Opening Day for Centenary Collegiate Institute was quite an event for Hackettstown. For five years, residents watched an impressive building rise into the sky, half-believing it would ever be filled with students or even finished. On September 9, 1874, however, the residents of the town and thousands more would celebrate the opening of the school, and over one hundred students would be admitted for the first year of classes.
Very early on that day, President Whitney sat in the new building composing his inaugural address. He had been so busy in the preceding weeks that he had not found time to finish writing his speech. As the morning continued, people arrived from all over to witness the dedication ceremony. There was so much anticipation over the event that the President of the Morris and Essex Railroad furnished special excursion tickets and extra coaches were added to the existing rail schedule. President Whitney estimated an audience of five thousand people.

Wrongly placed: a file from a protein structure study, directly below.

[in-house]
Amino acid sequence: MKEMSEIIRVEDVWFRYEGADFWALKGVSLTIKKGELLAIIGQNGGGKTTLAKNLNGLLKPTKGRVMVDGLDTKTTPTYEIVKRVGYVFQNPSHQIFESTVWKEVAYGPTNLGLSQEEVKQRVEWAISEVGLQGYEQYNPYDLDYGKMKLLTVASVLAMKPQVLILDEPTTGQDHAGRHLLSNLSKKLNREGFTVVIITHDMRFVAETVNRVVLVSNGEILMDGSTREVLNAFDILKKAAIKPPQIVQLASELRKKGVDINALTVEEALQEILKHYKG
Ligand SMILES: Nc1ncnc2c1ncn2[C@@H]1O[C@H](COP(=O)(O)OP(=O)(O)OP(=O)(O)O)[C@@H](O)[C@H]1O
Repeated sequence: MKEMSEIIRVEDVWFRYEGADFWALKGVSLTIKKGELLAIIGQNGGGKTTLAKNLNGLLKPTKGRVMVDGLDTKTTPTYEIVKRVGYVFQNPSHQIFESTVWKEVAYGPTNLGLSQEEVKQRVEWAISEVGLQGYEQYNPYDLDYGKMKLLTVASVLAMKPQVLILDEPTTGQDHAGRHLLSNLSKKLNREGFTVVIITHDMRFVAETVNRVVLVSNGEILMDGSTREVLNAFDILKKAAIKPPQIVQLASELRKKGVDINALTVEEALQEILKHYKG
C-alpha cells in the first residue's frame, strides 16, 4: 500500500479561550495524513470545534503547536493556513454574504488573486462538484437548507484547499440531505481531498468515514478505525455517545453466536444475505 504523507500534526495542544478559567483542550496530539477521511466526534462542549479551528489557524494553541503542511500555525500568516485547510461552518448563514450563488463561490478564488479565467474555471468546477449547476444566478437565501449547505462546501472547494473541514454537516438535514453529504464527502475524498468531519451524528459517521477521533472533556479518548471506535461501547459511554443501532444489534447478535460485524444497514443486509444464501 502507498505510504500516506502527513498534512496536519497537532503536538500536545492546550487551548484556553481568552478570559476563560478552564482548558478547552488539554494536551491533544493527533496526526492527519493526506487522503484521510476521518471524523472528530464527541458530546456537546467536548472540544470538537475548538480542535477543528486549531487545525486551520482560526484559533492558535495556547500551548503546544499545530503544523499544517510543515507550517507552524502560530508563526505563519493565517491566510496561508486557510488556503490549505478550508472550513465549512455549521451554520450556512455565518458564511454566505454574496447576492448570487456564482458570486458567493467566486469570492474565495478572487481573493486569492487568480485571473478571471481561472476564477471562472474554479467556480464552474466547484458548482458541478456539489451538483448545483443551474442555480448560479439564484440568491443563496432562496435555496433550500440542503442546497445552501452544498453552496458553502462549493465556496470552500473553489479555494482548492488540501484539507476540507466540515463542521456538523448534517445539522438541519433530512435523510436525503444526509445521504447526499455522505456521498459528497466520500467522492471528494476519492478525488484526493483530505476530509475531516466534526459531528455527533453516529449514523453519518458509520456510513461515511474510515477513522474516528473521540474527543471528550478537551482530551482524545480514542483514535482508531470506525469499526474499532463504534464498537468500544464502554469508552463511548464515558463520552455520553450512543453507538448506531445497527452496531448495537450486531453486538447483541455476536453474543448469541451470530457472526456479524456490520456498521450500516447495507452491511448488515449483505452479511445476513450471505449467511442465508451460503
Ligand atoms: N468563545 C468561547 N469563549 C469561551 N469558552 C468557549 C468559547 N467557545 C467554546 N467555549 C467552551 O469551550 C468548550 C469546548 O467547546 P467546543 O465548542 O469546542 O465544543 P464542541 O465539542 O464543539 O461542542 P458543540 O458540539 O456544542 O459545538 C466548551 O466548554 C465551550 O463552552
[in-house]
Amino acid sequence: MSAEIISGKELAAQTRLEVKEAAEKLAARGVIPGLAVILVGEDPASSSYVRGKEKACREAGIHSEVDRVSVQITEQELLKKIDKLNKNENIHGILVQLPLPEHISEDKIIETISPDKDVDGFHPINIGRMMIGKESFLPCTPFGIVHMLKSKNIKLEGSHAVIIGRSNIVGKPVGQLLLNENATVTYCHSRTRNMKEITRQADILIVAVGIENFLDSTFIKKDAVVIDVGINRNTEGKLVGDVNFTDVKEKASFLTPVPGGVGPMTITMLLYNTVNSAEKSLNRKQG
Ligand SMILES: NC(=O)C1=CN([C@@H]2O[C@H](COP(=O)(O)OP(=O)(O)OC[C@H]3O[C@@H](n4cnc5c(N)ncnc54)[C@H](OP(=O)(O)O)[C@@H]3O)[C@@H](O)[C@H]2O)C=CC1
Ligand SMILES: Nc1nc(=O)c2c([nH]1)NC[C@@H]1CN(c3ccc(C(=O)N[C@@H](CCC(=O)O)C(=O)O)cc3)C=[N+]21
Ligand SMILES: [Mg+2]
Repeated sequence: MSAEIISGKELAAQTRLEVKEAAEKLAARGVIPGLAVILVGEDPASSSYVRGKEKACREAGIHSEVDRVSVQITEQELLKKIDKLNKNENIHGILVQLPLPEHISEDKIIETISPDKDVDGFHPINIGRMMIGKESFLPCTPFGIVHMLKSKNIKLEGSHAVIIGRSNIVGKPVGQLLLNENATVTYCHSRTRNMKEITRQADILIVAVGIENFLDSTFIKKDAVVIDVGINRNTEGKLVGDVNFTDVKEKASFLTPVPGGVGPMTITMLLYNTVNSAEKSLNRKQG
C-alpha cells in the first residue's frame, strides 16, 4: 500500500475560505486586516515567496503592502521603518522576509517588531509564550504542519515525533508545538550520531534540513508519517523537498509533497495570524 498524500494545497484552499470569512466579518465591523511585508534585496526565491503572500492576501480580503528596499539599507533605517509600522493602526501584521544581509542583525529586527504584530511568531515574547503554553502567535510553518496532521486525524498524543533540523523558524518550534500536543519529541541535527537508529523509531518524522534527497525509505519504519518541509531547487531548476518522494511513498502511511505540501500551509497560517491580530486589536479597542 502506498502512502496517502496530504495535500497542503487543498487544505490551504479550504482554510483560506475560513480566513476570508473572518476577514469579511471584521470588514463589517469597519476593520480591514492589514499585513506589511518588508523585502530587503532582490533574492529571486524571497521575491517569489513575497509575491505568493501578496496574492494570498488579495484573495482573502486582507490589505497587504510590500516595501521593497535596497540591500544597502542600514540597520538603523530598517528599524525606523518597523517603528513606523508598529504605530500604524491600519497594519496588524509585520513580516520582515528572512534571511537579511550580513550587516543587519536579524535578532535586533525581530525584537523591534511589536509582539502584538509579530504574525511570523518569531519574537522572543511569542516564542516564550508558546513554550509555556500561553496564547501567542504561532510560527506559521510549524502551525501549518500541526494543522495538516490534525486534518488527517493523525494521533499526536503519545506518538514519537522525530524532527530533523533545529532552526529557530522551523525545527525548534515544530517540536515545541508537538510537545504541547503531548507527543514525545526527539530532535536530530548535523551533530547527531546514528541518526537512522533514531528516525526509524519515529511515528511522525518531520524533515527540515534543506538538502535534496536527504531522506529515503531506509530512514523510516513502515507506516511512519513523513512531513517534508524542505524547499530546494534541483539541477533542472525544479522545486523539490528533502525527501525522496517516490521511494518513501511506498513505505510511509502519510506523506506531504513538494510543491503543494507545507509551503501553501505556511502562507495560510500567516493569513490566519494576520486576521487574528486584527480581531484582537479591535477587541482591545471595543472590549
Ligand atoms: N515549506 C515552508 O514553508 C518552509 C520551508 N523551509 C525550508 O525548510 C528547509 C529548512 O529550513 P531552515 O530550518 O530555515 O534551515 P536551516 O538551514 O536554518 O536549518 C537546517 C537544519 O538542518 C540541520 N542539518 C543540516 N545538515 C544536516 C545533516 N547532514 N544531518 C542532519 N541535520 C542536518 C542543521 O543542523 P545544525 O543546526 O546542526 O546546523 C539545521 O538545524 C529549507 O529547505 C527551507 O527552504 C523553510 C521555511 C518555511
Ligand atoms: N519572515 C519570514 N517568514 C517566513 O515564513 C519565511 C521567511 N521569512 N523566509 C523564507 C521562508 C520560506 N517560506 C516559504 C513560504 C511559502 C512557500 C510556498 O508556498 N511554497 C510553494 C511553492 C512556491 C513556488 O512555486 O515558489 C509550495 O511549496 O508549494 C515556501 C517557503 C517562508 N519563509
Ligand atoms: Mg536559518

At 10 am, the ceremony commenced. The audience, seated under a giant circus tent on the school’s front lawn, listened to speeches by the Reverend Charles N. Sims and the Honorable Joel Parker, Governor of New Jersey. Newspapers wrote that the most distinguished body of people ever met in Warren County attended the ceremony. Afterwards, a great dinner was held, with the two rival bakers of Hackettstown each providing a cake. Nine hundred people were seated for dinner. Then an audience of seven hundred moved to the chapel to hear President Whitney’s address. Of the many points he mentioned, he stated that the school would be a place of sound learning, comprehensive education, and refinement. He suggested a motto for the new institute: “All done, and all well done”. To borrow a phrase from Leila Custard, “Centenary Collegiate Institute was off to an auspicious start.” (Custard, 51)
Custard, Leila Roberta. Through Golden Years: 1867 -1943. New York: Lewis
Historical Publishing Company, Inc, 1947. 11- 51. Print.
Centenary Collegiate Institute. (April 28, 2014). 1874 – 1885 Catalogs.